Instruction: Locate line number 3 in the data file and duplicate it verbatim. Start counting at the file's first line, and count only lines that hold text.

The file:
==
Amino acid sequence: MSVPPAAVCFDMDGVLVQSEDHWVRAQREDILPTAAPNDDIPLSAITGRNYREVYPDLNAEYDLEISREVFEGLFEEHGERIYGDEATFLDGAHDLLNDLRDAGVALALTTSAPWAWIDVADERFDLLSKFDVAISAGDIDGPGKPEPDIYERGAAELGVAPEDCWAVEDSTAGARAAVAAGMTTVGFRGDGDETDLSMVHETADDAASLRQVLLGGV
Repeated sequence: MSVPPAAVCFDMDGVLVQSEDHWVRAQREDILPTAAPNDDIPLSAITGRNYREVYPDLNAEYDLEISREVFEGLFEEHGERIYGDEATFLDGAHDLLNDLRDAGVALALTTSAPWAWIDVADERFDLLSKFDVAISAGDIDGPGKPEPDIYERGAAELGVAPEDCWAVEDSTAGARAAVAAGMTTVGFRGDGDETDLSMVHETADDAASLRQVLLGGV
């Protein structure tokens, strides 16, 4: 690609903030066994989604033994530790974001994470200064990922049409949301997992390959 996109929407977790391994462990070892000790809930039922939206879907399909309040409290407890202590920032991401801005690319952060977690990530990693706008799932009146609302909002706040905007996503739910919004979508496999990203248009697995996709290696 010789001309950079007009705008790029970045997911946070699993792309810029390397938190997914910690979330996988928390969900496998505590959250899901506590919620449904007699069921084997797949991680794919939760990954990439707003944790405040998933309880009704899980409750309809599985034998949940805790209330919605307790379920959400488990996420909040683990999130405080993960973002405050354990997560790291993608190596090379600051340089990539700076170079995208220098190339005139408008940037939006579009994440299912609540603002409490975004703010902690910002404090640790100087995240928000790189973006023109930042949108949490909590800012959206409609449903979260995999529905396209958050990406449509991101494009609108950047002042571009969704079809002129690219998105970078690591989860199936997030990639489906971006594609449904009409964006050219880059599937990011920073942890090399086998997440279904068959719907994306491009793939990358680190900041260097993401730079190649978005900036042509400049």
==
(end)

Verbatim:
């Protein structure tokens, strides 16, 4: 690609903030066994989604033994530790974001994470200064990922049409949301997992390959 996109929407977790391994462990070892000790809930039922939206879907399909309040409290407890202590920032991401801005690319952060977690990530990693706008799932009146609302909002706040905007996503739910919004979508496999990203248009697995996709290696 010789001309950079007009705008790029970045997911946070699993792309810029390397938190997914910690979330996988928390969900496998505590959250899901506590919620449904007699069921084997797949991680794919939760990954990439707003944790405040998933309880009704899980409750309809599985034998949940805790209330919605307790379920959400488990996420909040683990999130405080993960973002405050354990997560790291993608190596090379600051340089990539700076170079995208220098190339005139408008940037939006579009994440299912609540603002409490975004703010902690910002404090640790100087995240928000790189973006023109930042949108949490909590800012959206409609449903979260995999529905396209958050990406449509991101494009609108950047002042571009969704079809002129690219998105970078690591989860199936997030990639489906971006594609449904009409964006050219880059599937990011920073942890090399086998997440279904068959719907994306491009793939990358680190900041260097993401730079190649978005900036042509400049």